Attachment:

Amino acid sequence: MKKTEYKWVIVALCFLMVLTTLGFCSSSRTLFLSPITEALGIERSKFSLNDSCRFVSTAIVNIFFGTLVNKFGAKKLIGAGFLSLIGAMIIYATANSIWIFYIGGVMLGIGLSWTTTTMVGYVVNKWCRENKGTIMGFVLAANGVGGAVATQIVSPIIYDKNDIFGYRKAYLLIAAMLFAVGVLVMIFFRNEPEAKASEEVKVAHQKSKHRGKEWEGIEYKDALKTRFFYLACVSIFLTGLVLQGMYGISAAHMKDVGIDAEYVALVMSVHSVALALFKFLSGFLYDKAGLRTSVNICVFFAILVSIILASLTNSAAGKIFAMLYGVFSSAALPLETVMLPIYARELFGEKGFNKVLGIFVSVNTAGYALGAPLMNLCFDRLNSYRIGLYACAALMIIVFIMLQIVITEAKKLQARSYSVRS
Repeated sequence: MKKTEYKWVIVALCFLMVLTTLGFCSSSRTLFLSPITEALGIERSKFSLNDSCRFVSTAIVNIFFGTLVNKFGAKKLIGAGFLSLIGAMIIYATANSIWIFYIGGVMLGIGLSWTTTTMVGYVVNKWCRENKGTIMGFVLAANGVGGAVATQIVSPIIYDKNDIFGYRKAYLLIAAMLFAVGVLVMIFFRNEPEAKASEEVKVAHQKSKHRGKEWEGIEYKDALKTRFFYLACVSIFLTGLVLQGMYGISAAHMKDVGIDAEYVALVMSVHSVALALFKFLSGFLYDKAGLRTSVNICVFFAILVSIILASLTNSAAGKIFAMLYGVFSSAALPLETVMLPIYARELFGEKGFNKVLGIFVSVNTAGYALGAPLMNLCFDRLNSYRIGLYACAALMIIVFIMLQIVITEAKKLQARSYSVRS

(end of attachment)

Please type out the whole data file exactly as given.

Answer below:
Amino acid sequence: MKKTEYKWVIVALCFLMVLTTLGFCSSSRTLFLSPITEALGIERSKFSLNDSCRFVSTAIVNIFFGTLVNKFGAKKLIGAGFLSLIGAMIIYATANSIWIFYIGGVMLGIGLSWTTTTMVGYVVNKWCRENKGTIMGFVLAANGVGGAVATQIVSPIIYDKNDIFGYRKAYLLIAAMLFAVGVLVMIFFRNEPEAKASEEVKVAHQKSKHRGKEWEGIEYKDALKTRFFYLACVSIFLTGLVLQGMYGISAAHMKDVGIDAEYVALVMSVHSVALALFKFLSGFLYDKAGLRTSVNICVFFAILVSIILASLTNSAAGKIFAMLYGVFSSAALPLETVMLPIYARELFGEKGFNKVLGIFVSVNTAGYALGAPLMNLCFDRLNSYRIGLYACAALMIIVFIMLQIVITEAKKLQARSYSVRS
Repeated sequence: MKKTEYKWVIVALCFLMVLTTLGFCSSSRTLFLSPITEALGIERSKFSLNDSCRFVSTAIVNIFFGTLVNKFGAKKLIGAGFLSLIGAMIIYATANSIWIFYIGGVMLGIGLSWTTTTMVGYVVNKWCRENKGTIMGFVLAANGVGGAVATQIVSPIIYDKNDIFGYRKAYLLIAAMLFAVGVLVMIFFRNEPEAKASEEVKVAHQKSKHRGKEWEGIEYKDALKTRFFYLACVSIFLTGLVLQGMYGISAAHMKDVGIDAEYVALVMSVHSVALALFKFLSGFLYDKAGLRTSVNICVFFAILVSIILASLTNSAAGKIFAMLYGVFSSAALPLETVMLPIYARELFGEKGFNKVLGIFVSVNTAGYALGAPLMNLCFDRLNSYRIGLYACAALMIIVFIMLQIVITEAKKLQARSYSVRS